Howard FienbergVP Advocacy for the Insights Association, and co-director of The Census Project

Howard is the Insights Association’s lobbyist for the marketing research and data analytics industry, focusing primarily on consumer privacy and data security, the Telephone Consumer Protection Act (TCPA), tort reform, and the funding and integrity of the decennial Census and the American Community Survey (ACS). He has also been co-director of the Census Project since early 2018.

Before the Insights Association, he worked in Congress as senior legislative staffer for then-Representatives Christopher Cox (CA-48) and Cliff Stearns (FL-06). He also worked more than four years with a science policy think tank, working to improve the understanding of scientific and social research and methodology among journalists and policymakers. Howard formerly served on the Board of Directors for the National Institute for Lobbying and Ethics and is a past member of the Board of Directors for the Association of Government Relations Professionals. He has an MA International Relations from the University of Essex in England and a BA Political Studies from Trent University in Canada, and has obtained the Certified Association Executive (CAE), Professional Lobbying Certificate (PLC) and the Public Policy Certificate (PPC).

Howard’s father was a statistics professor and decades-long advisor to (and critic of) the Census Bureau, giving him deep Census roots.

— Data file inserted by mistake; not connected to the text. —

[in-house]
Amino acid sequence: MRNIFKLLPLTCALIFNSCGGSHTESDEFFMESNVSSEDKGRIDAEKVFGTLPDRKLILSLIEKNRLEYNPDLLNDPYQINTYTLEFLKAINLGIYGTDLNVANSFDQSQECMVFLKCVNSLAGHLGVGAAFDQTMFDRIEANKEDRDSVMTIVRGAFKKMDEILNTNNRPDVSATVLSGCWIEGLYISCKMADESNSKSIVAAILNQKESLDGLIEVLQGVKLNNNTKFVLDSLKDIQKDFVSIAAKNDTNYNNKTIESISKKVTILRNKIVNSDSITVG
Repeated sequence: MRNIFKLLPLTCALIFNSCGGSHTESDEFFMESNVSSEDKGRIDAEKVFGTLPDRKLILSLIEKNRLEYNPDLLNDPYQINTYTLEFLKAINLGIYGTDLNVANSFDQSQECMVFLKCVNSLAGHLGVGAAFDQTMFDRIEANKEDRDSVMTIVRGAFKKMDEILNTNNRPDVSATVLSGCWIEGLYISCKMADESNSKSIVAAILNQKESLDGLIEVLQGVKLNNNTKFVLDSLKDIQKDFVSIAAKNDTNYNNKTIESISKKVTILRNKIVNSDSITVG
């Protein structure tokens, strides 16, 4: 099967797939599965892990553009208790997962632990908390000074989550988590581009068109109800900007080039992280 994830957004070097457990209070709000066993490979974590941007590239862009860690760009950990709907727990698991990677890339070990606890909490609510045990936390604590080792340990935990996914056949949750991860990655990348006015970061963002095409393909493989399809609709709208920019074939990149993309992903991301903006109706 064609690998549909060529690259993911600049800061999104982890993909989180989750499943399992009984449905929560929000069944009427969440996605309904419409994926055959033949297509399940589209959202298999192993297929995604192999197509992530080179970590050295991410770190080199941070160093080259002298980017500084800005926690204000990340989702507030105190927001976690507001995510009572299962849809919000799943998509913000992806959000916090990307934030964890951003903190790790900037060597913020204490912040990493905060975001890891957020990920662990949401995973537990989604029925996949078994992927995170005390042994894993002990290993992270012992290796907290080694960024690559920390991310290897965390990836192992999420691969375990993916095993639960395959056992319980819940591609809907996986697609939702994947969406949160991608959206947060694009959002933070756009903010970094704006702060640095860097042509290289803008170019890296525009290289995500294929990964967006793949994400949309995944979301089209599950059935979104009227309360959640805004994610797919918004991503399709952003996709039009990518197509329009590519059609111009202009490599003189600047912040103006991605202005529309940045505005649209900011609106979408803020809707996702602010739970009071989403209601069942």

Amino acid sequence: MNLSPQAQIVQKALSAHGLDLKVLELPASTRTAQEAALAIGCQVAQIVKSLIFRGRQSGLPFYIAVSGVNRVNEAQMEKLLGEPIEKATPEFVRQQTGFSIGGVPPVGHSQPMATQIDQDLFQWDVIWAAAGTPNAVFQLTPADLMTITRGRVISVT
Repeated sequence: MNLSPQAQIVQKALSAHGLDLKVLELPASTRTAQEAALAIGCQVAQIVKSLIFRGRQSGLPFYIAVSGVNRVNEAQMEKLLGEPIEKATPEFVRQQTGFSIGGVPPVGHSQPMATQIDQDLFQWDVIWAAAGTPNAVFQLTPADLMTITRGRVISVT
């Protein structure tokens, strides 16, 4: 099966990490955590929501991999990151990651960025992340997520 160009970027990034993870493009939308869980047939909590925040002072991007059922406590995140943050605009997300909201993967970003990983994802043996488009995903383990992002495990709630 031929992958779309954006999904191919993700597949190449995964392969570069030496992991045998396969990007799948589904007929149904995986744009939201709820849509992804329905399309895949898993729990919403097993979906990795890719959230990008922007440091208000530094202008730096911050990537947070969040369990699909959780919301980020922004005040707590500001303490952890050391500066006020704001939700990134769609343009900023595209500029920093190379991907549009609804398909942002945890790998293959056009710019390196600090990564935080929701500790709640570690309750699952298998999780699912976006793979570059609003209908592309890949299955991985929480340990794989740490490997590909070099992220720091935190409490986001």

The Census Project Advisory Committee

Ex-Officio Members
Mr. John Thompson, U.S. Census Bureau Director, 2013-2017
Dr. Robert Groves, U.S. Census Bureau Director, 2009-2012
Dr. Steve Murdock, U.S. Census Bureau Director, 2008-2009
Dr. Ken Prewitt, U.S. Census Bureau Director, 1998-2001
Dr. Marty Farnsworth Riche, U.S. Census Bureau Director, 1994-1998
Mr. Vince Barabba, U.S. Census Bureau Director, 1973-76 and 1979-81
Ms. Katherine Wallman, U.S. Chief Statistician, 1992-2017

Advisory Committee Members
Paul Emrath, National Association of Home Builders
Joseph Fortson, Nielsen
John Foti, Service Employees International Union
John Connolly, International Council of Shopping Centers
Terri Ann Lowenthal, Consultant
Angela Manso, formerly of NALEO
Terry Ao Minnis, Asian Americans Advancing Justice
Joan Naymark, Minnesotans for the American Community Survey
Bill O’Hare, O’Hare Data and Demographic Services
Denice Ross, Georgetown Beeck Center
Arthur Scott, National Association of Counties
Corrine Yu, Leadership Conference on Civil and Human Rights

Help us ensure a complete and accurate count

The Census Project connects hundreds of organizations and individuals advocating for a decennial Census to count everyone where they live and the American Community Survey (ACS) to continuously understand our fast-changing neighborhoods.

Remember every dollar counts!